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The internal keyword is an access modifier for types and type members. Internal members are accessible only within files in the same assembly. For more information on assemblies, see Components and Assemblies.

A common use of internal access is in component-based development because it enables a group of components to cooperate in a private manner without being exposed to the rest of the application code. For example, a framework for building graphical user interfaces could provide Control and Form classes that cooperate using members with internal access. Since these members are internal, they are not exposed to code that is using the framework.

It is an error to reference a member with internal access outside the assembly within which it was defined.

Caution   An internal virtual method can be overridden in some languages, such as textual Microsoft intermediate language (MSIL) using Ilasm.exe, even though it cannot be overridden using C#.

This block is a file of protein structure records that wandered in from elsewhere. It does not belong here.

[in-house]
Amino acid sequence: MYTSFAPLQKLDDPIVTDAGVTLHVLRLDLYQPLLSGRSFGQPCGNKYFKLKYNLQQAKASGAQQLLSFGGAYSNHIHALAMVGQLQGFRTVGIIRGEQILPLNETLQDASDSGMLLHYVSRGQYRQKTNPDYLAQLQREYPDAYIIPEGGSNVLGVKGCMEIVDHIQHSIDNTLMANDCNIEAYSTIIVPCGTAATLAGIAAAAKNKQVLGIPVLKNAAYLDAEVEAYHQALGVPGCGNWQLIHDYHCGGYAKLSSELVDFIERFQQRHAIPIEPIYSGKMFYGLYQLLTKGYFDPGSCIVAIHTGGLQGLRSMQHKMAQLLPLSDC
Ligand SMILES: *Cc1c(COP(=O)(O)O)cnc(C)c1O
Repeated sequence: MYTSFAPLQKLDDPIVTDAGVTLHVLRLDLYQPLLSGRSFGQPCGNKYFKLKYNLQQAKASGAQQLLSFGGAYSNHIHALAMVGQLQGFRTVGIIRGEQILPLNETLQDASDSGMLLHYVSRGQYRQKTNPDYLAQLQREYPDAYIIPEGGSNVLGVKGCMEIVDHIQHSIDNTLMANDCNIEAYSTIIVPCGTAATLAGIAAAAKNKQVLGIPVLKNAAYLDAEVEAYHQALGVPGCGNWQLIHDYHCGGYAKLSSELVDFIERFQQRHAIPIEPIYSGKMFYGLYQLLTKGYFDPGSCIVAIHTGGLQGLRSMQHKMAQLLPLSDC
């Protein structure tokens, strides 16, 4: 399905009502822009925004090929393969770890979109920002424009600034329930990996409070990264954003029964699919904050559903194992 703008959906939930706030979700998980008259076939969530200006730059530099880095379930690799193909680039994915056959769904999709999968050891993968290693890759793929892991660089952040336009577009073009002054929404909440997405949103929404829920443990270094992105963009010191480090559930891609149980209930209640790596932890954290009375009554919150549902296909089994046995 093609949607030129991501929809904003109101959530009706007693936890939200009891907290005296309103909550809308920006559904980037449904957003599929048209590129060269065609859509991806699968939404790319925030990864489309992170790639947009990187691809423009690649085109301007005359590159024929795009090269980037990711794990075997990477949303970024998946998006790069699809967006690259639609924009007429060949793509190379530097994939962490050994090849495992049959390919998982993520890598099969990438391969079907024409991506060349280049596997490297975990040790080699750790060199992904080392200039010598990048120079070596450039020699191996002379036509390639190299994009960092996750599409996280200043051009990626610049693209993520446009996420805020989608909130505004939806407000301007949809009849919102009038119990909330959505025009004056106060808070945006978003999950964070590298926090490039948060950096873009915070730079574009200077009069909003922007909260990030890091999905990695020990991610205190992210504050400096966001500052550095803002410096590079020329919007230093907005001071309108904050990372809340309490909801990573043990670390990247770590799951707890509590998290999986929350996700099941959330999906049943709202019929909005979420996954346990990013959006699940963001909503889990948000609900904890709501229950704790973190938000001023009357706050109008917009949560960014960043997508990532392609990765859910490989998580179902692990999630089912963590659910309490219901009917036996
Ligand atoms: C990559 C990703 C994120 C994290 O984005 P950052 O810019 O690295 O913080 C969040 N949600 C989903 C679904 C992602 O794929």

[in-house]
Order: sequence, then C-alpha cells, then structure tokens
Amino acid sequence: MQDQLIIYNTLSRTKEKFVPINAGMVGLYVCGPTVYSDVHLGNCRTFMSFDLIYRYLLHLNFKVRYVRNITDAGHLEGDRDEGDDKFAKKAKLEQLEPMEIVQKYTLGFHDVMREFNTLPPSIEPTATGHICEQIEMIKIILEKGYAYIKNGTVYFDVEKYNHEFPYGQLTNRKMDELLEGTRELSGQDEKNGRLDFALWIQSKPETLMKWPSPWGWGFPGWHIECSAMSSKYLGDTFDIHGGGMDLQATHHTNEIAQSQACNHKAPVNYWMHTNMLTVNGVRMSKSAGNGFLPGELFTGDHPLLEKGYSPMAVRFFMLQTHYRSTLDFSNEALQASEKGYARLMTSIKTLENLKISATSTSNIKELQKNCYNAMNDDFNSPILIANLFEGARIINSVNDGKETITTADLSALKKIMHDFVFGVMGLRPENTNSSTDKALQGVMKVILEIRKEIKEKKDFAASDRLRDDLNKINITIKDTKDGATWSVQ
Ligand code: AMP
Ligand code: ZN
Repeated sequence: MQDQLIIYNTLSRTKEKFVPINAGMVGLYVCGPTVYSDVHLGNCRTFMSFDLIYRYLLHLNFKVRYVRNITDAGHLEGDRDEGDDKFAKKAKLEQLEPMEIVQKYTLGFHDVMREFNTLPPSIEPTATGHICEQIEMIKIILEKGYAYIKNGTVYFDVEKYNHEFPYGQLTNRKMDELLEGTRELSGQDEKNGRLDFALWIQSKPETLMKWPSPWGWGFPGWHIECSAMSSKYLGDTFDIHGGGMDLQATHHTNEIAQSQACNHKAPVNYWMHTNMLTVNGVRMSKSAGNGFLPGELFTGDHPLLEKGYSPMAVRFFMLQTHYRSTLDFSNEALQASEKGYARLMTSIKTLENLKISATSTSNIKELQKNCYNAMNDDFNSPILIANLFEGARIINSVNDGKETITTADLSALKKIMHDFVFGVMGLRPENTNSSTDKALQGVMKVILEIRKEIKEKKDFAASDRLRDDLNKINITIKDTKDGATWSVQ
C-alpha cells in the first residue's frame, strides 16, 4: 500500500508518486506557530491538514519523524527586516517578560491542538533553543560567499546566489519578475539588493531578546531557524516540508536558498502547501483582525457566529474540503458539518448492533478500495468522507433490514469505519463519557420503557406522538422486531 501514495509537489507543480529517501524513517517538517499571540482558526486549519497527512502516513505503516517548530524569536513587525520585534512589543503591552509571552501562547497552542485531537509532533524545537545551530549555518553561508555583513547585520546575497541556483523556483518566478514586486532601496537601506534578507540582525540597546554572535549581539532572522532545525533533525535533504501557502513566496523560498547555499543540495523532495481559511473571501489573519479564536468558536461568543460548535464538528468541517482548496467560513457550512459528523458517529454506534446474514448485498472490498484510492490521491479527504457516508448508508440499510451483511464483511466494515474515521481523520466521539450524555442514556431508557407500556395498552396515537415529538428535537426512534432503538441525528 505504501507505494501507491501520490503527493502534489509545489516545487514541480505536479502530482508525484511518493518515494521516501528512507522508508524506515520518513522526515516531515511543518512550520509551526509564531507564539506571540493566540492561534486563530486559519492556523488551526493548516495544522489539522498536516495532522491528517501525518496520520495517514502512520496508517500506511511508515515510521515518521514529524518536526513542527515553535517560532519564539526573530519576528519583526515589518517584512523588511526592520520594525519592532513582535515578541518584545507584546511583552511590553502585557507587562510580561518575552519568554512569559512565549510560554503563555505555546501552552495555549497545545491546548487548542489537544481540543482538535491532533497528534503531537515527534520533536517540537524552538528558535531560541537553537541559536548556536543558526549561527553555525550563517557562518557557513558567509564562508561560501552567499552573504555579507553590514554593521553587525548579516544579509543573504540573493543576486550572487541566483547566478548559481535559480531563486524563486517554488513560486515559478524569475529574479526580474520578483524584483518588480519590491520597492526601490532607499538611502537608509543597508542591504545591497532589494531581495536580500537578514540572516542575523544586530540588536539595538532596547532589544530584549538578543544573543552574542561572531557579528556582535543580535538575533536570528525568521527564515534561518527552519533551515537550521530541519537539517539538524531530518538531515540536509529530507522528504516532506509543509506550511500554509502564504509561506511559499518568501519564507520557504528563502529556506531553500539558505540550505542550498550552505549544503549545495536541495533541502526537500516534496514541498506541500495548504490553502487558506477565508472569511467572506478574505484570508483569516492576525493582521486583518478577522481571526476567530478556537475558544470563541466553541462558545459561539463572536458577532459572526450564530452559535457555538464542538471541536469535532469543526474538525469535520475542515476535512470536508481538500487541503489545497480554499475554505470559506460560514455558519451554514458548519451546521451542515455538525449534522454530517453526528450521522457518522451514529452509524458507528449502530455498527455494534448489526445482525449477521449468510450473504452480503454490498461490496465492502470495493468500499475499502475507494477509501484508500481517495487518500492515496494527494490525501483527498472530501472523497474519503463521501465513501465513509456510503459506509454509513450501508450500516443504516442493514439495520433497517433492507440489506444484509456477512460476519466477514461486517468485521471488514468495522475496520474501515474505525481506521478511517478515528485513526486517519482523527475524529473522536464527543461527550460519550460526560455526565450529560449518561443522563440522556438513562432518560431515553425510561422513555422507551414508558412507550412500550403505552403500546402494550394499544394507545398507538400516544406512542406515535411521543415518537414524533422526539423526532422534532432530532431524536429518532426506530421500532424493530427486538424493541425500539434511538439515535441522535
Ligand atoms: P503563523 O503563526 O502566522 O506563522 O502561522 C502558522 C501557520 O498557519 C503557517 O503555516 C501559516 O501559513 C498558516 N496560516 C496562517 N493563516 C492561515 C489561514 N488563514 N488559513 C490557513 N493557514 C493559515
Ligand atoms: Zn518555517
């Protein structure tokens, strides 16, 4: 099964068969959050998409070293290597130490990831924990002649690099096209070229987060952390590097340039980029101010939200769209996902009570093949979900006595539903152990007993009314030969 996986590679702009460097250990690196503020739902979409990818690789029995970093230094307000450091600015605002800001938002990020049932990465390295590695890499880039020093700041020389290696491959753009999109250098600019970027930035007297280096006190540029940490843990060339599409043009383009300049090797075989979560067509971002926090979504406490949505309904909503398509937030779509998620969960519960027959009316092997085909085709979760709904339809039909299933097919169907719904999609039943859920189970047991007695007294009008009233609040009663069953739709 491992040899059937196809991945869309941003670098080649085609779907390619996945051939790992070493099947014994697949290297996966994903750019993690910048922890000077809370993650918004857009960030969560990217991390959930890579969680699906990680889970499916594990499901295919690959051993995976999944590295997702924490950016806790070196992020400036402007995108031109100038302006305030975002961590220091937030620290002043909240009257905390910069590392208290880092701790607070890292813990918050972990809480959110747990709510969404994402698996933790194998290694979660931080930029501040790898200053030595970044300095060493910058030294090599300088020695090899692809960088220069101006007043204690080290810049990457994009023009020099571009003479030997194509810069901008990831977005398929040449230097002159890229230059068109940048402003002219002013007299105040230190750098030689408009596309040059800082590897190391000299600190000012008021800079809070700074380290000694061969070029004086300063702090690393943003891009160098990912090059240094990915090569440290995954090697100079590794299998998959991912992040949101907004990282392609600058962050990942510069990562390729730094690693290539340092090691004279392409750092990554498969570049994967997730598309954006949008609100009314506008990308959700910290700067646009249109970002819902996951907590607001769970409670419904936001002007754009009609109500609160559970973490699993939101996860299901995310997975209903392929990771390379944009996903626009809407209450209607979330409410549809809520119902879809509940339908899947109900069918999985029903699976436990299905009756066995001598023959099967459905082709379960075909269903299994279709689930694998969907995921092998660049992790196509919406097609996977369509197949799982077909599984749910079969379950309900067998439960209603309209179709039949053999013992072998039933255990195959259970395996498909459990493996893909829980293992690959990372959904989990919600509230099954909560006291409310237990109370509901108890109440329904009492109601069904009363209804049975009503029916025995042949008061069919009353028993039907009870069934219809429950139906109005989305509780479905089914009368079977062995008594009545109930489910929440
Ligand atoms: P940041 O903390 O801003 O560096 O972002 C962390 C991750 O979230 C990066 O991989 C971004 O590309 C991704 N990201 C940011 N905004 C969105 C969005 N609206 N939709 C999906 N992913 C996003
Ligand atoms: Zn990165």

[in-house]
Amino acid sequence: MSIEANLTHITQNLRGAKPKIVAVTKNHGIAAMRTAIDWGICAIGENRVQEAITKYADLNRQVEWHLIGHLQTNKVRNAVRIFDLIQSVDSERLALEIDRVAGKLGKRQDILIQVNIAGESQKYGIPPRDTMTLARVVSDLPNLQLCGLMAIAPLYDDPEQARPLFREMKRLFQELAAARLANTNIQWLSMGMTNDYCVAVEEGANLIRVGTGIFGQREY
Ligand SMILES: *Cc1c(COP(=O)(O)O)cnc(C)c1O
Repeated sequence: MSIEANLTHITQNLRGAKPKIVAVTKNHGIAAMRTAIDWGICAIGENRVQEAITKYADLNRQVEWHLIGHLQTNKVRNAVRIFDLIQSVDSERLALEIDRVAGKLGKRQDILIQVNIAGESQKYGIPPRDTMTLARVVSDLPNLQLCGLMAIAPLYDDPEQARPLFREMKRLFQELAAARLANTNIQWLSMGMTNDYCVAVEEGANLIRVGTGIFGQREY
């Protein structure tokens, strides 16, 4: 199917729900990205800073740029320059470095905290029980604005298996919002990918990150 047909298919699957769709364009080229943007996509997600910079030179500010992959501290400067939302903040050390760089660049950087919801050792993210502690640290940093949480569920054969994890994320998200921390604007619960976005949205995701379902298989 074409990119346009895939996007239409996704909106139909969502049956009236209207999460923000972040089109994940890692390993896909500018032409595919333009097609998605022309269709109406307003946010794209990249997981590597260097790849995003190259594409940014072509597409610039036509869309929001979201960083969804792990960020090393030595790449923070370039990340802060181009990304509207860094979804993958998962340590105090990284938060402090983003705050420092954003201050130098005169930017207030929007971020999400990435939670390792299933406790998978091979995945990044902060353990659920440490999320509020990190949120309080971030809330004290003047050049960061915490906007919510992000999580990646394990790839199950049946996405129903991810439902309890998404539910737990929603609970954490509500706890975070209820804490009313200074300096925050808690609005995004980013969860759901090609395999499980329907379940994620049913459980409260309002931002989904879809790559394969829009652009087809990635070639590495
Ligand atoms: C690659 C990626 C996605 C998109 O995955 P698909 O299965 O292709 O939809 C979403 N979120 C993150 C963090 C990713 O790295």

For a comparison of internal with the other access modifiers, see Accessibility Levels.


This example contains two files, Assembly1.cs and Assembly2.cs. The first file contains an internal base class, BaseClass. In the second file, an attempt to access the member of the base class will produce an error.

File Assembly1.cs:

// Assembly1.cs
// compile with: /target:library
internal class BaseClass 
   public static int IntM = 0;

File Assembly2.cs

// Assembly2.cs
// compile with: /reference:Assembly1.dll
// CS0122 expected
class TestAccess 
   public static void Main() 
      BaseClass myBase = new BaseClass();   // error, BaseClass not visible outside assembly

See Also

C# Keywords | Access Modifiers | Accessibility Levels | Modifiers | 3.5.1 Declared accessibility